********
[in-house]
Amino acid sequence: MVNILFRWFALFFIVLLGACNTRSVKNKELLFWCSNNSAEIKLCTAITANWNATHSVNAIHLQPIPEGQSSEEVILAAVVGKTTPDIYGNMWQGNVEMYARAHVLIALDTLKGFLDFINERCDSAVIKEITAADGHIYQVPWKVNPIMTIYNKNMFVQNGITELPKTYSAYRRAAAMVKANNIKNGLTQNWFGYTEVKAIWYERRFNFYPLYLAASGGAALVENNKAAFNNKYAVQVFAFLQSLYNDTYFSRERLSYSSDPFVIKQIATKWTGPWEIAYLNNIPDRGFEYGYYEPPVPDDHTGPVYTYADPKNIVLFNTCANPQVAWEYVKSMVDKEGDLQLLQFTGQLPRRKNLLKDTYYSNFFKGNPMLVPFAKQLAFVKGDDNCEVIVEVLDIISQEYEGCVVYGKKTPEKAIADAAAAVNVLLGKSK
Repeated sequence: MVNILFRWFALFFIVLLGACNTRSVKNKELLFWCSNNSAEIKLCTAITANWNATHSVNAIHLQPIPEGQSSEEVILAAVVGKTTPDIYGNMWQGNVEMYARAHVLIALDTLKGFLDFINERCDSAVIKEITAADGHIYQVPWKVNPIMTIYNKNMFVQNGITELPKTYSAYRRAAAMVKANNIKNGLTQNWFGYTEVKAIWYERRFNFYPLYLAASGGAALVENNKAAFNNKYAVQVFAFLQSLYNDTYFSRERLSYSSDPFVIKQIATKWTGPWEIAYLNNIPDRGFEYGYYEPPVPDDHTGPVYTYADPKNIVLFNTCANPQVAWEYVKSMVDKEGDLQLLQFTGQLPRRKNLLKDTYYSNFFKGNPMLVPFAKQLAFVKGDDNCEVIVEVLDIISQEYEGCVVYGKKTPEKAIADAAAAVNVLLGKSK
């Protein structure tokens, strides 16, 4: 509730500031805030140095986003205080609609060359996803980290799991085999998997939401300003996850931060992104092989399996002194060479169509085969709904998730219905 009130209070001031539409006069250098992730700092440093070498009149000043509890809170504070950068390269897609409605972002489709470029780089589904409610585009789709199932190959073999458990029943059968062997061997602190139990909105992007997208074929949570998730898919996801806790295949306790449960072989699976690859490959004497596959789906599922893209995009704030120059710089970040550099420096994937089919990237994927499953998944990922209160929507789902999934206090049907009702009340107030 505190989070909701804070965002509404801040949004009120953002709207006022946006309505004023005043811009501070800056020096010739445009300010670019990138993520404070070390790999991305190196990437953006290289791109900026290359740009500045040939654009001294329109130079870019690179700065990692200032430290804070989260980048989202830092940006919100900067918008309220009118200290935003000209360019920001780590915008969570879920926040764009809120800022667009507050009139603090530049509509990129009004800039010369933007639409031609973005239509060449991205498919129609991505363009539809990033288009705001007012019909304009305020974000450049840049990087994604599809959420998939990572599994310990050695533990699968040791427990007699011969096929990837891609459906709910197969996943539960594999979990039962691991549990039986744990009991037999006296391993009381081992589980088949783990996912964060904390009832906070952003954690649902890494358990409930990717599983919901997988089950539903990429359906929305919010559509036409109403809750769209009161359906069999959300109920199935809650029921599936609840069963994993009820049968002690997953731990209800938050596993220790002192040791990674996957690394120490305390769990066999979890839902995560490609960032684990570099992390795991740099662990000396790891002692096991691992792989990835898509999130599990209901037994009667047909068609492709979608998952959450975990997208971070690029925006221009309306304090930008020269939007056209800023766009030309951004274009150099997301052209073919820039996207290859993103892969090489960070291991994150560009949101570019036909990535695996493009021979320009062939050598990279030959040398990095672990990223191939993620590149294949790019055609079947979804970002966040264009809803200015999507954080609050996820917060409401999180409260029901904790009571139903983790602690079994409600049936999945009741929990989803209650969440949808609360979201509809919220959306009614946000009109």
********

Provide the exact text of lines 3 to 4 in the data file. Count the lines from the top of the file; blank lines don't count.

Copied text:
Repeated sequence: MVNILFRWFALFFIVLLGACNTRSVKNKELLFWCSNNSAEIKLCTAITANWNATHSVNAIHLQPIPEGQSSEEVILAAVVGKTTPDIYGNMWQGNVEMYARAHVLIALDTLKGFLDFINERCDSAVIKEITAADGHIYQVPWKVNPIMTIYNKNMFVQNGITELPKTYSAYRRAAAMVKANNIKNGLTQNWFGYTEVKAIWYERRFNFYPLYLAASGGAALVENNKAAFNNKYAVQVFAFLQSLYNDTYFSRERLSYSSDPFVIKQIATKWTGPWEIAYLNNIPDRGFEYGYYEPPVPDDHTGPVYTYADPKNIVLFNTCANPQVAWEYVKSMVDKEGDLQLLQFTGQLPRRKNLLKDTYYSNFFKGNPMLVPFAKQLAFVKGDDNCEVIVEVLDIISQEYEGCVVYGKKTPEKAIADAAAAVNVLLGKSK
């Protein structure tokens, strides 16, 4: 509730500031805030140095986003205080609609060359996803980290799991085999998997939401300003996850931060992104092989399996002194060479169509085969709904998730219905 009130209070001031539409006069250098992730700092440093070498009149000043509890809170504070950068390269897609409605972002489709470029780089589904409610585009789709199932190959073999458990029943059968062997061997602190139990909105992007997208074929949570998730898919996801806790295949306790449960072989699976690859490959004497596959789906599922893209995009704030120059710089970040550099420096994937089919990237994927499953998944990922209160929507789902999934206090049907009702009340107030 505190989070909701804070965002509404801040949004009120953002709207006022946006309505004023005043811009501070800056020096010739445009300010670019990138993520404070070390790999991305190196990437953006290289791109900026290359740009500045040939654009001294329109130079870019690179700065990692200032430290804070989260980048989202830092940006919100900067918008309220009118200290935003000209360019920001780590915008969570879920926040764009809120800022667009507050009139603090530049509509990129009004800039010369933007639409031609973005239509060449991205498919129609991505363009539809990033288009705001007012019909304009305020974000450049840049990087994604599809959420998939990572599994310990050695533990699968040791427990007699011969096929990837891609459906709910197969996943539960594999979990039962691991549990039986744990009991037999006296391993009381081992589980088949783990996912964060904390009832906070952003954690649902890494358990409930990717599983919901997988089950539903990429359906929305919010559509036409109403809750769209009161359906069999959300109920199935809650029921599936609840069963994993009820049968002690997953731990209800938050596993220790002192040791990674996957690394120490305390769990066999979890839902995560490609960032684990570099992390795991740099662990000396790891002692096991691992792989990835898509999130599990209901037994009667047909068609492709979608998952959450975990997208971070690029925006221009309306304090930008020269939007056209800023766009030309951004274009150099997301052209073919820039996207290859993103892969090489960070291991994150560009949101570019036909990535695996493009021979320009062939050598990279030959040398990095672990990223191939993620590149294949790019055609079947979804970002966040264009809803200015999507954080609050996820917060409401999180409260029901904790009571139903983790602690079994409600049936999945009741929990989803209650969440949808609360979201509809919220959306009614946000009109």